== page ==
Gene Therapy Shows Promise for Ovarian Cancer Treatment in New Study


The recent analysis of VB-111 was a phase 3 potential registration study conducted with 400 patients and 95 sites around the world.

A novel anticancer gene therapy has shown potential for treating platinum-resistant ovarian cancer. A recent study found ofranergene obadenovec (VB-111, VBL Therapeutics), a first-in-class targeted therapy, to be well tolerated in more than 300 patients with cancer.1

Results of the analysis were presented during the virtual scientific program of the 2020 American Society of Clinical Oncology (ASCO) Annual Meeting.1,2

VB-111 is administered by intravenous infusion once every 6-8 weeks. The drug has a dual mechanism of action: apoptosis of angiogenic endothelium and vascular disruption that leads to tumor starvation and induction of an antitumor-directed immune response.1

The recent analysis of VB-111 was a phase 3 potential registration study conducted with 400 patients and 95 sites around the world. The primary endpoint was overall survival (OS), with secondary endpoints of progression-free survival, CA-125 and RECIST response.1

This study compared the CA-125 objective response rate (ORR) according to Gynecologic Cancer InterGroup criteria in the treatment and control arms among the first 60 evaluable patients. According to VBL Therapeutics, the CA-125 ORR in those patients was 53% and, assuming a balanced randomization, the response rate in the treatment arm (VB-111 in addition to weekly paclitaxel) was 58% or higher. In patients who had post-dosing fever—a marker for VB-111 treatment—the response rate was 69%.1,2

“The OVAL interim data are very encouraging as they demonstrate the potential benefit of VB-111 over standard-of-care in a randomized-controlled setting,” said Tami Rachmilewitz, MD, vice president of Clinical Development of VBL Therapeutics, in a prepared statement.2

The CA-125 response rate observed in the phase 3 interim analysis is at least as good as the response rate seen in the prior phase 2 study that enrolled a similar patient population and showed OS benefit, according to researchers. In the previously reported phase 2 study of VB-111 in platinum-resistant ovarian cancer, 58% of the patients treated with VB-111 and paclitaxel demonstrated a CA-125 response. Those patients with a CA-125 response demonstrated a median OS of 808 days, compared with survival of 351 days for those patients without a CA-125 response.2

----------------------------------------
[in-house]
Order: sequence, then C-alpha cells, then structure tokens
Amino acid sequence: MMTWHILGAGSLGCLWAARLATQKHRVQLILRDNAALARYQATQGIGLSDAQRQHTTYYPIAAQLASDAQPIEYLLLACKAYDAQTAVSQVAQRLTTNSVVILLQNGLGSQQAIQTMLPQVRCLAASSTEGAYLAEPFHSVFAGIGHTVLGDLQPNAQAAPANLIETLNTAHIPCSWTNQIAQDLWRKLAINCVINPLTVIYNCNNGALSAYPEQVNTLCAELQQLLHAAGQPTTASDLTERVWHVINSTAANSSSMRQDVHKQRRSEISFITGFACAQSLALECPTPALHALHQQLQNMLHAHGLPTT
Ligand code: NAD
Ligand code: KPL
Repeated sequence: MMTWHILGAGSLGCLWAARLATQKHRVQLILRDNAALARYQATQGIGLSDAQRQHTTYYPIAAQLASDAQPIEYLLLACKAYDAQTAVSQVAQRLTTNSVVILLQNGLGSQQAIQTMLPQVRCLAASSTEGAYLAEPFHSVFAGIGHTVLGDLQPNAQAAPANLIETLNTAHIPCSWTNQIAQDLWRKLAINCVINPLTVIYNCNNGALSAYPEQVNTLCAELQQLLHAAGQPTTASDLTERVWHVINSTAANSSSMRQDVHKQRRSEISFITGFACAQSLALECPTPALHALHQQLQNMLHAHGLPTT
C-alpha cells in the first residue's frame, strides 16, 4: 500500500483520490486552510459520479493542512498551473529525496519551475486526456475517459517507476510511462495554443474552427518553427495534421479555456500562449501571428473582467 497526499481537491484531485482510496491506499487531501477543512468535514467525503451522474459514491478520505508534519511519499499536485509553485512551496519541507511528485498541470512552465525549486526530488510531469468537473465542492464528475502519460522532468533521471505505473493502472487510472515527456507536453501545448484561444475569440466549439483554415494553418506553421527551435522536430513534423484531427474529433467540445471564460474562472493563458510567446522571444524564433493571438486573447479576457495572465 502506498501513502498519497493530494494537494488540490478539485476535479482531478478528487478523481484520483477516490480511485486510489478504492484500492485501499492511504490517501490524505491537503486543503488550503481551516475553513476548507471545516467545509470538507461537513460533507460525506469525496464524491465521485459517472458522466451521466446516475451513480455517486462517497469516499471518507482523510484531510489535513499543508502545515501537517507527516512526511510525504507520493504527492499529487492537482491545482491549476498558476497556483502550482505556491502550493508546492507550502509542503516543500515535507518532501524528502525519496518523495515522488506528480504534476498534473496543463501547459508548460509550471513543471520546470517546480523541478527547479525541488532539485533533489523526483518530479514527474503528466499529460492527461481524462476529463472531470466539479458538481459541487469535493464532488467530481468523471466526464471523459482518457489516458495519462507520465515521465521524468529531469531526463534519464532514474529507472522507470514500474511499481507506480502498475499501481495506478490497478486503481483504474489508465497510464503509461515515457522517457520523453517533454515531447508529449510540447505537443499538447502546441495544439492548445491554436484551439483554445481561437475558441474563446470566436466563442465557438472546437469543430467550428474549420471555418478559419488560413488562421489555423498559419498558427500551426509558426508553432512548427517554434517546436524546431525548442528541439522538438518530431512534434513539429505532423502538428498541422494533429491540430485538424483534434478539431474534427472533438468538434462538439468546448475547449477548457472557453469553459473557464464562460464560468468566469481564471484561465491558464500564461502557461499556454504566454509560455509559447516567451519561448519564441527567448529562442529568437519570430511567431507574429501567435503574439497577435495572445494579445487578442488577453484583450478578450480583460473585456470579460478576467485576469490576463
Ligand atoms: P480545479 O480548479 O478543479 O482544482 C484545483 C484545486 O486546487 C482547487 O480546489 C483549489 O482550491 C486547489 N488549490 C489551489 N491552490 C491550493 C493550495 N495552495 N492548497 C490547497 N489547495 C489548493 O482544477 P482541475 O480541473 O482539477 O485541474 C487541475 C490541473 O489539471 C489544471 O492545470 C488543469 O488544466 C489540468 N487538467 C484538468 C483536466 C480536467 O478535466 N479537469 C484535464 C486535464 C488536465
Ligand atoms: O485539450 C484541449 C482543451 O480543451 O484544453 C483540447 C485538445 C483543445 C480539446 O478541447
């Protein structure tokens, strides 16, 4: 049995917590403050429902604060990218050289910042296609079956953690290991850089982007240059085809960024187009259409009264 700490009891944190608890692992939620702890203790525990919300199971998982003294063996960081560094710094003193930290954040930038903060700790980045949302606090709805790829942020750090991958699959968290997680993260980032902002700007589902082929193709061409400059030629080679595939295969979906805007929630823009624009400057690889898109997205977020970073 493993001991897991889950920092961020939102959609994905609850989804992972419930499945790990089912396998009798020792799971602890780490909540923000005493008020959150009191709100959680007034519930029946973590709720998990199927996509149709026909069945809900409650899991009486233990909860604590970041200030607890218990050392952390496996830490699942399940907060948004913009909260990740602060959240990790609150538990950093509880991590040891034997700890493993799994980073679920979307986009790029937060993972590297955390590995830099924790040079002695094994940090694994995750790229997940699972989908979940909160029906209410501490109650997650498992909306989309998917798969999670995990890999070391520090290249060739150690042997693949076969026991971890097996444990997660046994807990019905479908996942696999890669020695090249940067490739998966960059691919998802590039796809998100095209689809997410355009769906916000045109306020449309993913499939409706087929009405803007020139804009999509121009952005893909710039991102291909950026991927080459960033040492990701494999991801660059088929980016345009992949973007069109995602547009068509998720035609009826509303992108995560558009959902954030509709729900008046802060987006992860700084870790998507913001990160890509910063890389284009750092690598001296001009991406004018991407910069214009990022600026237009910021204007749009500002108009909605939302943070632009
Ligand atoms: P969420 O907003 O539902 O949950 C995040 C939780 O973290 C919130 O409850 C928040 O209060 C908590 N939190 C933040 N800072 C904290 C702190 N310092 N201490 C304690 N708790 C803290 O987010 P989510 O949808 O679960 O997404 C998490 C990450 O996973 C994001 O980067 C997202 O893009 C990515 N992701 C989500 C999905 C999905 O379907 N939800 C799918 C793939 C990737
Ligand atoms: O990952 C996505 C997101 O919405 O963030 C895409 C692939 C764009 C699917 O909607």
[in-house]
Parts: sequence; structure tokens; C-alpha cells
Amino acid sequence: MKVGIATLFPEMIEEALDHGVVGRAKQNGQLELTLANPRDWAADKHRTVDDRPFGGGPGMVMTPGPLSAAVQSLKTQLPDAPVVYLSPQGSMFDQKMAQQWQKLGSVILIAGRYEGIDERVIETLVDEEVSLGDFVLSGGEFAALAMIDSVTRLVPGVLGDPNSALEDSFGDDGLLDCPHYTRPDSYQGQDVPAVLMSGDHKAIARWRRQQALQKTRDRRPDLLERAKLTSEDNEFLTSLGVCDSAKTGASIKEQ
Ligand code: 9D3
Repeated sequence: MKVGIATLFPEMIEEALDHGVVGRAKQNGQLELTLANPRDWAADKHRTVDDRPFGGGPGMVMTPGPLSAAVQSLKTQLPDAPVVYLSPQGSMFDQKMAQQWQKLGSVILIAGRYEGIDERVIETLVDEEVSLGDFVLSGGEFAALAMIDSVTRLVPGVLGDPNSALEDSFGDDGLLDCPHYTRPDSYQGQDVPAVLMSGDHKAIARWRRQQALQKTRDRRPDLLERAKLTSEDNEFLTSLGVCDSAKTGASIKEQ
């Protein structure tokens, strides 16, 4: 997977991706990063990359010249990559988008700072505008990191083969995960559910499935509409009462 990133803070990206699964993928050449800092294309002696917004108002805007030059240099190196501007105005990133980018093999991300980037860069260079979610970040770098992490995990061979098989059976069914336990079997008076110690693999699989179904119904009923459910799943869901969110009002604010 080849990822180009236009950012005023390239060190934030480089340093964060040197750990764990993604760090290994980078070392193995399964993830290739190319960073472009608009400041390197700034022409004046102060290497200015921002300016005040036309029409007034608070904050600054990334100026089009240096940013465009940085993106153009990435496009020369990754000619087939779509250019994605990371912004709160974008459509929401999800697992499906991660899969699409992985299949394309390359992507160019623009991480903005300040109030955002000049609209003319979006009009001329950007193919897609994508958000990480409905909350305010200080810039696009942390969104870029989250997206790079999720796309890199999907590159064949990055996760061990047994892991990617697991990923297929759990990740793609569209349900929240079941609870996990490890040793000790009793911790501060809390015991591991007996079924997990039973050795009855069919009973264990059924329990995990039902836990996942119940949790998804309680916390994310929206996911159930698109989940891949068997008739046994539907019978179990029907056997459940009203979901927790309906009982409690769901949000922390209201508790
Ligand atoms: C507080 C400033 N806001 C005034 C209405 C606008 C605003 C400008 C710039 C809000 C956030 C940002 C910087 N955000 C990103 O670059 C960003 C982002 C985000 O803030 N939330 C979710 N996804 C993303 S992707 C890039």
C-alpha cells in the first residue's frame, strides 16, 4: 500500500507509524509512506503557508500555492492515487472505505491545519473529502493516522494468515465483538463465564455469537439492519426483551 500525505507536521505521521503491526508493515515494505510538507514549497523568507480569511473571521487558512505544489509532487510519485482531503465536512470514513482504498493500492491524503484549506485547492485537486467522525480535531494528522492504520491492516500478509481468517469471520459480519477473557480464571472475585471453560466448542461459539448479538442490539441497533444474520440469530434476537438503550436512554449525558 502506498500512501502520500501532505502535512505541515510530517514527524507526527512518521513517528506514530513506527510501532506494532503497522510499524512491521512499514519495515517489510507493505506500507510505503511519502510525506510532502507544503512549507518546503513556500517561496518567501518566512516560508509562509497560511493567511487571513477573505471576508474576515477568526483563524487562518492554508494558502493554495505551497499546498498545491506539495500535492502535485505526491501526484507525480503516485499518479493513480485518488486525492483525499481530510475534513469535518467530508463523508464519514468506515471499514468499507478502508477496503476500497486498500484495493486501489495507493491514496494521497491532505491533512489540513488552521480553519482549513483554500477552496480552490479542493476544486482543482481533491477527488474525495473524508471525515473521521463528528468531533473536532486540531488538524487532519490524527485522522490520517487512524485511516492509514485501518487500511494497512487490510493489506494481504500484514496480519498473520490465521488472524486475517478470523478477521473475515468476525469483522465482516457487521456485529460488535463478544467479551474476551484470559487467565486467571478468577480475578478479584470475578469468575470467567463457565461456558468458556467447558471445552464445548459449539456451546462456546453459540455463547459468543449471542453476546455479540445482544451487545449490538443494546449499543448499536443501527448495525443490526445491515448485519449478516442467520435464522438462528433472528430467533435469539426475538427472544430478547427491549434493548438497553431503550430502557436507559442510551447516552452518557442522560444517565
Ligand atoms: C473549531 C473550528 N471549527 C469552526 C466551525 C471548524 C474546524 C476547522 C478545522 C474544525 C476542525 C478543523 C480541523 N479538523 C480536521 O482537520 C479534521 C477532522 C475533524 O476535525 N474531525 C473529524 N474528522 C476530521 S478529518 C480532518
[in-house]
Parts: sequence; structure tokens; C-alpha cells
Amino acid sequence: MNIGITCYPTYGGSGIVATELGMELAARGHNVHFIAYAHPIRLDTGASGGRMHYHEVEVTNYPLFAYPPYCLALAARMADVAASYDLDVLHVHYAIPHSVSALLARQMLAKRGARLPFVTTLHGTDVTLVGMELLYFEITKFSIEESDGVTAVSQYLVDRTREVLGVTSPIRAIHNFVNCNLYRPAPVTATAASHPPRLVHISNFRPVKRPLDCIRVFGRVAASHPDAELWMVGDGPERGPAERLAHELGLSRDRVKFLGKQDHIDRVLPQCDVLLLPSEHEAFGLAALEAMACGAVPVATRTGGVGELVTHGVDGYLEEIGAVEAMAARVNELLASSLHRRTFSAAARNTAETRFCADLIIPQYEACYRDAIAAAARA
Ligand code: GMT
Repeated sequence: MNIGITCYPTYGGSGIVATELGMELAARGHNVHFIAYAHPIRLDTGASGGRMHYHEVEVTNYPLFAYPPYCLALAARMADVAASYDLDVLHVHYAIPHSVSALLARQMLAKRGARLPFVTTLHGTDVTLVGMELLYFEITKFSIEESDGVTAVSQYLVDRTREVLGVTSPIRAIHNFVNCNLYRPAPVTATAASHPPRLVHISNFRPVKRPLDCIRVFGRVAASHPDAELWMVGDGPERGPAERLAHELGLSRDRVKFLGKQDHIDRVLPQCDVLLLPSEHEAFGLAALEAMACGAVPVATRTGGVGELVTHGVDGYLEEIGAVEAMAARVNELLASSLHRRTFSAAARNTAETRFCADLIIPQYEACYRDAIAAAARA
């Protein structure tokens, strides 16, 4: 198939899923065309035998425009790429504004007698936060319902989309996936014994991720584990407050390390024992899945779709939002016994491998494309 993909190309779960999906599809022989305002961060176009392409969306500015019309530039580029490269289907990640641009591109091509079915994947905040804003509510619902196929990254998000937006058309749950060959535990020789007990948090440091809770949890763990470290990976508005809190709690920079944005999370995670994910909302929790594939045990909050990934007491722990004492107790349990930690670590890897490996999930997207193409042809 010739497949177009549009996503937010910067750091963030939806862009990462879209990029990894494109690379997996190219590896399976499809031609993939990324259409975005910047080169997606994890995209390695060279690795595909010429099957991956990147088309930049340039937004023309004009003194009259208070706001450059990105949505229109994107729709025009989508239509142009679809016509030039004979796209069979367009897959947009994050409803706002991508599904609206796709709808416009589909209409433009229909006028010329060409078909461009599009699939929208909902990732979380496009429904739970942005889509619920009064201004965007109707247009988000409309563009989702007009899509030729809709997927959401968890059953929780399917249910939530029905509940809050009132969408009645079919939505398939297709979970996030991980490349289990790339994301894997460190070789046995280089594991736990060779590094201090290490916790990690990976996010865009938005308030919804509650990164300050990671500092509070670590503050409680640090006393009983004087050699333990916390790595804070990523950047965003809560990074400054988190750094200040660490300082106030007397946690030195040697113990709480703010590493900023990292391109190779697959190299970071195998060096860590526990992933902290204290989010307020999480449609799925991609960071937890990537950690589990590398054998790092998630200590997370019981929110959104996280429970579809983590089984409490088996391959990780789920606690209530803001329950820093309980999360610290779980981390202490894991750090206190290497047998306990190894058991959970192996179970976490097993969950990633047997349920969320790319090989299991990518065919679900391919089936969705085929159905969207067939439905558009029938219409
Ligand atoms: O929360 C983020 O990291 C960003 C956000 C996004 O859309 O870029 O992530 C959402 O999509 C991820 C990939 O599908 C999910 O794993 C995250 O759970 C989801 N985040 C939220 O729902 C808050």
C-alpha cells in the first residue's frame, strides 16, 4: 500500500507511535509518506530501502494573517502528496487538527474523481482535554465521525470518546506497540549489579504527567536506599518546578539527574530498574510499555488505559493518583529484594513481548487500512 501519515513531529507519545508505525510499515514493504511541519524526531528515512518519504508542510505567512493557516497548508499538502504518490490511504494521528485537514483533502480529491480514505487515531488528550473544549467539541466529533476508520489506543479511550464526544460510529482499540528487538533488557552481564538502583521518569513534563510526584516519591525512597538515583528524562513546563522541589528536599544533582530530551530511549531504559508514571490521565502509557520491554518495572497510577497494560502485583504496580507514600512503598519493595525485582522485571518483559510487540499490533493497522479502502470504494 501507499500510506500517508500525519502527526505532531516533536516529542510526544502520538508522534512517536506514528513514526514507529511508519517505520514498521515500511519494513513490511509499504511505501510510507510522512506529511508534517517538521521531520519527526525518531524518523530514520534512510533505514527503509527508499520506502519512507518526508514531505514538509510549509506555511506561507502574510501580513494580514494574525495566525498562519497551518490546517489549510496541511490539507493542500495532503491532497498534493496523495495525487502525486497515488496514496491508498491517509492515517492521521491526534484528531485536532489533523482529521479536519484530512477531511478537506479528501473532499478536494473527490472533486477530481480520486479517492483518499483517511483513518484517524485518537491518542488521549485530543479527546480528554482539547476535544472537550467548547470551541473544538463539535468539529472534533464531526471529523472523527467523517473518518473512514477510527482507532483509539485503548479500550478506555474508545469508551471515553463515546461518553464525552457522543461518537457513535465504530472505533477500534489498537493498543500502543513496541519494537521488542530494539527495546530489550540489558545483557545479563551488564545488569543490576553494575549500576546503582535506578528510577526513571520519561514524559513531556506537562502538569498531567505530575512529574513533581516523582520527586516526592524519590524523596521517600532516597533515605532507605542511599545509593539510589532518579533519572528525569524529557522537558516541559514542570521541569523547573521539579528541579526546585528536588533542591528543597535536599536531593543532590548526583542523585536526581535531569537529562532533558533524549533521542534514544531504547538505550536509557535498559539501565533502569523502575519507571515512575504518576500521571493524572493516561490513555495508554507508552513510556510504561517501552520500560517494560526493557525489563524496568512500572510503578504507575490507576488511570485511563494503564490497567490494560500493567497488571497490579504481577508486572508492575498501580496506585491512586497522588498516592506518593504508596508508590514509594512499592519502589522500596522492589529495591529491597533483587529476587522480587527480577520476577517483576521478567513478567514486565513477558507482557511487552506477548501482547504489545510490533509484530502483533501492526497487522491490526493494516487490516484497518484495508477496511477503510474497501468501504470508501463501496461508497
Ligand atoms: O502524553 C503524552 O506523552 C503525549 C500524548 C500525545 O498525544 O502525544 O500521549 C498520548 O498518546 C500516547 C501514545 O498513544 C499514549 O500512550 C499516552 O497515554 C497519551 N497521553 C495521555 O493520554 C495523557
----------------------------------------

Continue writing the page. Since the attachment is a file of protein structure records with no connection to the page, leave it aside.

The most recent study was conducted in collaboration with the GOG Foundation, an independent not-for-profit organization that aims to promote excellence in the quality and integrity of clinical and basic scientific research.2

Further interim analysis is expected to be conducted in the third quarter of 2020.1

“With over 25% of the patients already enrolled in the study, we look forward to further advancing the OVAL study by expansion to Europe and Japan later this year,” Rachmilewitz said in a prepared statement.2


  • Pivotal Study of VB-111 Combined with Paclitaxel vs. Paclitaxel for Treatment of Platinum-Resistant Ovarian Cancer (OVAL, VB-111-701/GOG-3018): Results of Pre-planned CA-125 Response Interim Analysis. Presented at: 2020 ASCO Annual Meeting, Virtual Science Program. May 29-31, 2020.
  • VBL Presents Positive Interim Data from the OVAL Phase 3 Pivotal Study in Ovarian Cancer at the ASCO20 Annual Meeting, Showing 58% or Higher Objective Response Rate [news release]. Tel Aviv, Israel; June 1, 2020: VBL Therapeutics website. Accessed June 4, 2020.

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